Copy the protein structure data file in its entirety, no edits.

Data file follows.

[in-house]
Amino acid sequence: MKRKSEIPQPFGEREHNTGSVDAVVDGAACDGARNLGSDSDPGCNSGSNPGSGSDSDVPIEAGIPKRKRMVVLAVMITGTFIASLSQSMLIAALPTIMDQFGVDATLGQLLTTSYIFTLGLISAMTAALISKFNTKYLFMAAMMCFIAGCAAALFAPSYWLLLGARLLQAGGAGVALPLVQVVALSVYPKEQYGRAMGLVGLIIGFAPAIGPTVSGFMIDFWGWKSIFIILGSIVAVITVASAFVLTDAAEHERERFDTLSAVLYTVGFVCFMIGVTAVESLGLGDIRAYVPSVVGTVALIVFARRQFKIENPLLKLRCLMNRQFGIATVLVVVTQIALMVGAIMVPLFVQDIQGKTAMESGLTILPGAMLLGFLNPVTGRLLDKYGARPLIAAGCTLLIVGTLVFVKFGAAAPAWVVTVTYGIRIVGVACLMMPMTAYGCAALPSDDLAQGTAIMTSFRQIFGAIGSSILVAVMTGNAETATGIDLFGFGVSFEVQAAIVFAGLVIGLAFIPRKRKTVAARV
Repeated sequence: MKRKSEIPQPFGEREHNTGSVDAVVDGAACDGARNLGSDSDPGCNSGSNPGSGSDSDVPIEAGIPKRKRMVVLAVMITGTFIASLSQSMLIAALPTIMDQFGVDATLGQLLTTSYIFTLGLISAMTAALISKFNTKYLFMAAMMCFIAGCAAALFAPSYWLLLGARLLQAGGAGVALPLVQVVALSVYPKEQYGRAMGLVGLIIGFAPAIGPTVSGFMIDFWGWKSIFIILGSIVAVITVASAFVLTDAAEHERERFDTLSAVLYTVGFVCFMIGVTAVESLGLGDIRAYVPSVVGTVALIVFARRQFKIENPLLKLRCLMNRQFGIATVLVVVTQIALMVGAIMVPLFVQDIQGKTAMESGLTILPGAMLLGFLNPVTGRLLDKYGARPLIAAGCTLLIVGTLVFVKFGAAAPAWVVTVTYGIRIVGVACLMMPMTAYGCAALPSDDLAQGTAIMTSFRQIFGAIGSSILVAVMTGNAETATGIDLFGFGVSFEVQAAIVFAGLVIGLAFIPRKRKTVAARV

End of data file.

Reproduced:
[in-house]
Amino acid sequence: MKRKSEIPQPFGEREHNTGSVDAVVDGAACDGARNLGSDSDPGCNSGSNPGSGSDSDVPIEAGIPKRKRMVVLAVMITGTFIASLSQSMLIAALPTIMDQFGVDATLGQLLTTSYIFTLGLISAMTAALISKFNTKYLFMAAMMCFIAGCAAALFAPSYWLLLGARLLQAGGAGVALPLVQVVALSVYPKEQYGRAMGLVGLIIGFAPAIGPTVSGFMIDFWGWKSIFIILGSIVAVITVASAFVLTDAAEHERERFDTLSAVLYTVGFVCFMIGVTAVESLGLGDIRAYVPSVVGTVALIVFARRQFKIENPLLKLRCLMNRQFGIATVLVVVTQIALMVGAIMVPLFVQDIQGKTAMESGLTILPGAMLLGFLNPVTGRLLDKYGARPLIAAGCTLLIVGTLVFVKFGAAAPAWVVTVTYGIRIVGVACLMMPMTAYGCAALPSDDLAQGTAIMTSFRQIFGAIGSSILVAVMTGNAETATGIDLFGFGVSFEVQAAIVFAGLVIGLAFIPRKRKTVAARV
Repeated sequence: MKRKSEIPQPFGEREHNTGSVDAVVDGAACDGARNLGSDSDPGCNSGSNPGSGSDSDVPIEAGIPKRKRMVVLAVMITGTFIASLSQSMLIAALPTIMDQFGVDATLGQLLTTSYIFTLGLISAMTAALISKFNTKYLFMAAMMCFIAGCAAALFAPSYWLLLGARLLQAGGAGVALPLVQVVALSVYPKEQYGRAMGLVGLIIGFAPAIGPTVSGFMIDFWGWKSIFIILGSIVAVITVASAFVLTDAAEHERERFDTLSAVLYTVGFVCFMIGVTAVESLGLGDIRAYVPSVVGTVALIVFARRQFKIENPLLKLRCLMNRQFGIATVLVVVTQIALMVGAIMVPLFVQDIQGKTAMESGLTILPGAMLLGFLNPVTGRLLDKYGARPLIAAGCTLLIVGTLVFVKFGAAAPAWVVTVTYGIRIVGVACLMMPMTAYGCAALPSDDLAQGTAIMTSFRQIFGAIGSSILVAVMTGNAETATGIDLFGFGVSFEVQAAIVFAGLVIGLAFIPRKRKTVAARV